Updated: Nov 17, 2021
Course Description: This course is an introduction to the art and craft of screenwriting. Topics covered range from classical screenplay form and structure to theories surrounding approaches to characterization and dialogue. Most importantly, this course is designed to develop our ability to think and write "visually," as well as to improve our ability to analyze critically our own and our classmates' work. By the end of the semester, each student will write a screenplay for a short (20 - 30 minute) film based upon a short story, poem, or song (the student will select the source text).
. Contact Info: Who: Prof. Jay McRoy Office: CART 228 Office Hours: W 4:00 pm - 5:30 pm email@example.com www.thejaymcroy.com
· Screenplay: The Foundations of Screenwriting - Syd Field
Highly Recommended Texts:
· Story: Style, Structure, Substance, and the Principles of Screenwriting - James Mckee
· Dialogue: The Art of Verbal Action for the Page, Stage, and Screen - James McKee
· Cut to the Chase: Writing Feature Films with the Pros at the UCLA Extension Writer's Program - Linda Venis
IMSDB - The Internet Movie Script Database
· Attendance & Participation 20%
· Class Assignments 20%: Script to Screen Analyses, revisions of in-class exercises, script treatment.
· Peer Response and Other In-Class Writings 20%: Peer Responses will be assigned during the series of intensive workshops that close out the semester. Giving and receiving constructive feedback is an essential part of the learning process; we are all learners, and we are all in this together.
· Screenplay 20%: By the end of the semester, each student will write a screenplay for a short (20 - 30 minute) film based on a short story, poem, or song of their choice.
· Final Revised (i.e. Post Workshopped) Screenplay - 20%: Remember that final draft? Yeah....your not done...
Rules and Regulations:
1. Come to class.
2. Participate Actively (This is a workshop, after all...)
3. Turn your work in on time. NO EXCEPTIONS. You can turn work in as early as you want, but the deadline is the deadline. Period. In the film industry, late = fired.
4. Respect your fellow student.
There is nothing wrong with using the words and thoughts of others as long as you acknowledge your debt. In fact, you can frequently strengthen your writing by doing so. However, if you represent the words or ideas of others as if they were your own, then you are plagiarizing. Plagiarism includes: 1) Paraphrasing or copying (without the use of quotation marks) someone else's words without acknowledgment. 2) Using someone else's facts or ideas without acknowledgment. 3) Handing in work for one course that you handed in for credit in another course without the permission of both instructors.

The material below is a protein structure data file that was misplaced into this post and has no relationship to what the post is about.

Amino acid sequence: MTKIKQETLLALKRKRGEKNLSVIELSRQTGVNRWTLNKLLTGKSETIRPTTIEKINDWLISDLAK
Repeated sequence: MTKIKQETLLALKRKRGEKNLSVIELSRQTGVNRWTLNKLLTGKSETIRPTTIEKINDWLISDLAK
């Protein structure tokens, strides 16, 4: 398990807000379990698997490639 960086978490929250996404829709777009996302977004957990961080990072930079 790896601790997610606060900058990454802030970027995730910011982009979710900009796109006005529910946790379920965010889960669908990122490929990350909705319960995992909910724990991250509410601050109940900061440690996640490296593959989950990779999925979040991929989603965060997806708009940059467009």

Semester Schedule: Week One (9/9): Introduction Week Two (9/14 & 9/16): Reading/Writing a Screenplay In-Class Reading: The Silence of the Lambs (Ted Tally, 1991) Read for 9/14: Field - "Introduction" & "What is a Screenplay?" Week Three (9/21 & 9/23): Reading/Writing a Screenplay II In-Class Viewing and Discussion: The Silence of the Lambs (Jonathan Demme, 1991) Read for 9/21: Field - "Screenplay Form" DUE 9/23: Two Page Script to Screen Analysis - Choose a film, read its screenplay, and then watch the completed work. In no more than 500 words, explain how the experience of reading the screenplay compares to the experience of viewing the completed film. In what way(s) does the completed film differ from the immediate imaginative experience you encountered in reading the screenplay?
Week Four (9/28 & 9/30): Reading/Writing a Screenplay III In-Class Reading: The Killing of a Sacred Deer (Yorgos Lanthimos and Efthymis Filipou, 2016)
Week Five (10/5 & 10/7) Reading/Writing a Screenplay IV
In-Class Viewing and Discussion: The Killing of a Sacred Deer (Yorgos Lanthimos, 2017)
Week Six (10/12 & 10/14): THE SUBJECT Read for 10/12: Field - "The Subject" DUE 10/14: Two Page Script to Screen Analysis - Choose a film, read its screenplay, and then watch the completed work. In no more than 500 words, explain how the experience of reading the screenplay compares to the experience of viewing the completed film. In what way(s) does the completed film differ from the immediate imaginative experience you encountered in reading the screenplay? Week Seven (10/19 & 10/21): STRUCTURE & FORM Read for 10/19: Field - "Setting Up the Story" through "Plot Points" Week Eight (10/26 & 10/28): FORM & STRUCTURE Read for 10/26: "Two Incidents" through "Building the Story Line" DUE 10/28 - Revise, Rework, or Expand one of our In-Class Exercises Week Nine (11/2 & 11/4): CHARACTER Read for 11/2: Field - "The Creation of Character" through "Story and Character" TREATMENT DUE 11/4 Week Ten (11/9 & 11/11): OPENINGS & CLOSINGS Read for 11/9: Field - "Endings and Beginnings" Week Eleven (11/16 & 11/18): INTENSIVE WORKSHOP Read for 11/16: Field - "Writing the Screenplay" & "Adaptation" DUE 11/18 – Revise, Rework, or Expand one of our In-Class Exercises Week Twelve (11/23) : INTENSIVE WORKSHOP SCREENPLAY DUE 11/23 Week Thirteen (11/30 & 12/2): INTENSIVE WORKSHOP Week Fourteen (12/7 & 12/9): INTENSIVE WORKSHOP
FINAL REVISED SCREENPLAY DUE 12/9